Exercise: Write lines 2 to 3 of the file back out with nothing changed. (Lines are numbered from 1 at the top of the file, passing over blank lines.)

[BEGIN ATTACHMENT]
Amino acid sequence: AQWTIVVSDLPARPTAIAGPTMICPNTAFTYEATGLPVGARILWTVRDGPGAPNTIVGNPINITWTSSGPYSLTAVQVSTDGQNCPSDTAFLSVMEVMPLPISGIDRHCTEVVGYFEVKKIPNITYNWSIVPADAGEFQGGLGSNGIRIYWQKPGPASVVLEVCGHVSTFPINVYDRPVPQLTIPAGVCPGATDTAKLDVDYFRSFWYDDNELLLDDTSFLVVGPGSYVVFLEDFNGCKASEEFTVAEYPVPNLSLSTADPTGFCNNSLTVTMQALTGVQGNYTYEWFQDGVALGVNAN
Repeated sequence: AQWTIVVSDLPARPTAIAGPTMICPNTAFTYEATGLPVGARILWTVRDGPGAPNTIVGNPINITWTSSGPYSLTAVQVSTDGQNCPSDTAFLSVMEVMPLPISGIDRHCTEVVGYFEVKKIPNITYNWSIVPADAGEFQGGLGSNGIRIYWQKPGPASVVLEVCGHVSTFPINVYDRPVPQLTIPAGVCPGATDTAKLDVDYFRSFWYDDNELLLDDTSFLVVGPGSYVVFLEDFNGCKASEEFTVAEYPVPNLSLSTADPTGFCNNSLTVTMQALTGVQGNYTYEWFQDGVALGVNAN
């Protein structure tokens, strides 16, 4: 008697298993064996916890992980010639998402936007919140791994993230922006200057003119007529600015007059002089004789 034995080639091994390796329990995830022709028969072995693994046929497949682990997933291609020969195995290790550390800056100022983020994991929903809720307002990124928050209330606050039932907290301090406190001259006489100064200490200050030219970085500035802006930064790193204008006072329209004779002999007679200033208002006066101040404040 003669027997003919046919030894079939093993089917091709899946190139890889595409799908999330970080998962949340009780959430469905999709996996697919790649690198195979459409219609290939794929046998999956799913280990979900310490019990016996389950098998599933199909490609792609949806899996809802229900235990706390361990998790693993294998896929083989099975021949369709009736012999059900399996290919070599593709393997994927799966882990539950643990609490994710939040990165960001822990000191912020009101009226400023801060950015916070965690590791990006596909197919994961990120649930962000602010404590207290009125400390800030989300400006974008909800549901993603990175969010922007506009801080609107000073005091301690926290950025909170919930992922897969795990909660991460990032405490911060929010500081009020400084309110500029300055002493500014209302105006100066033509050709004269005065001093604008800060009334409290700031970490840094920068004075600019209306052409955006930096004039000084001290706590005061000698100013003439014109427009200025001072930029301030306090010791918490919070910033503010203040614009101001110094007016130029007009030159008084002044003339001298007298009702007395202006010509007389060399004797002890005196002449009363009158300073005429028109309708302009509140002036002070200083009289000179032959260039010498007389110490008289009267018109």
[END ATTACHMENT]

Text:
Repeated sequence: AQWTIVVSDLPARPTAIAGPTMICPNTAFTYEATGLPVGARILWTVRDGPGAPNTIVGNPINITWTSSGPYSLTAVQVSTDGQNCPSDTAFLSVMEVMPLPISGIDRHCTEVVGYFEVKKIPNITYNWSIVPADAGEFQGGLGSNGIRIYWQKPGPASVVLEVCGHVSTFPINVYDRPVPQLTIPAGVCPGATDTAKLDVDYFRSFWYDDNELLLDDTSFLVVGPGSYVVFLEDFNGCKASEEFTVAEYPVPNLSLSTADPTGFCNNSLTVTMQALTGVQGNYTYEWFQDGVALGVNAN
């Protein structure tokens, strides 16, 4: 008697298993064996916890992980010639998402936007919140791994993230922006200057003119007529600015007059002089004789 034995080639091994390796329990995830022709028969072995693994046929497949682990997933291609020969195995290790550390800056100022983020994991929903809720307002990124928050209330606050039932907290301090406190001259006489100064200490200050030219970085500035802006930064790193204008006072329209004779002999007679200033208002006066101040404040 003669027997003919046919030894079939093993089917091709899946190139890889595409799908999330970080998962949340009780959430469905999709996996697919790649690198195979459409219609290939794929046998999956799913280990979900310490019990016996389950098998599933199909490609792609949806899996809802229900235990706390361990998790693993294998896929083989099975021949369709009736012999059900399996290919070599593709393997994927799966882990539950643990609490994710939040990165960001822990000191912020009101009226400023801060950015916070965690590791990006596909197919994961990120649930962000602010404590207290009125400390800030989300400006974008909800549901993603990175969010922007506009801080609107000073005091301690926290950025909170919930992922897969795990909660991460990032405490911060929010500081009020400084309110500029300055002493500014209302105006100066033509050709004269005065001093604008800060009334409290700031970490840094920068004075600019209306052409955006930096004039000084001290706590005061000698100013003439014109427009200025001072930029301030306090010791918490919070910033503010203040614009101001110094007016130029007009030159008084002044003339001298007298009702007395202006010509007389060399004797002890005196002449009363009158300073005429028109309708302009509140002036002070200083009289000179032959260039010498007389110490008289009267018109």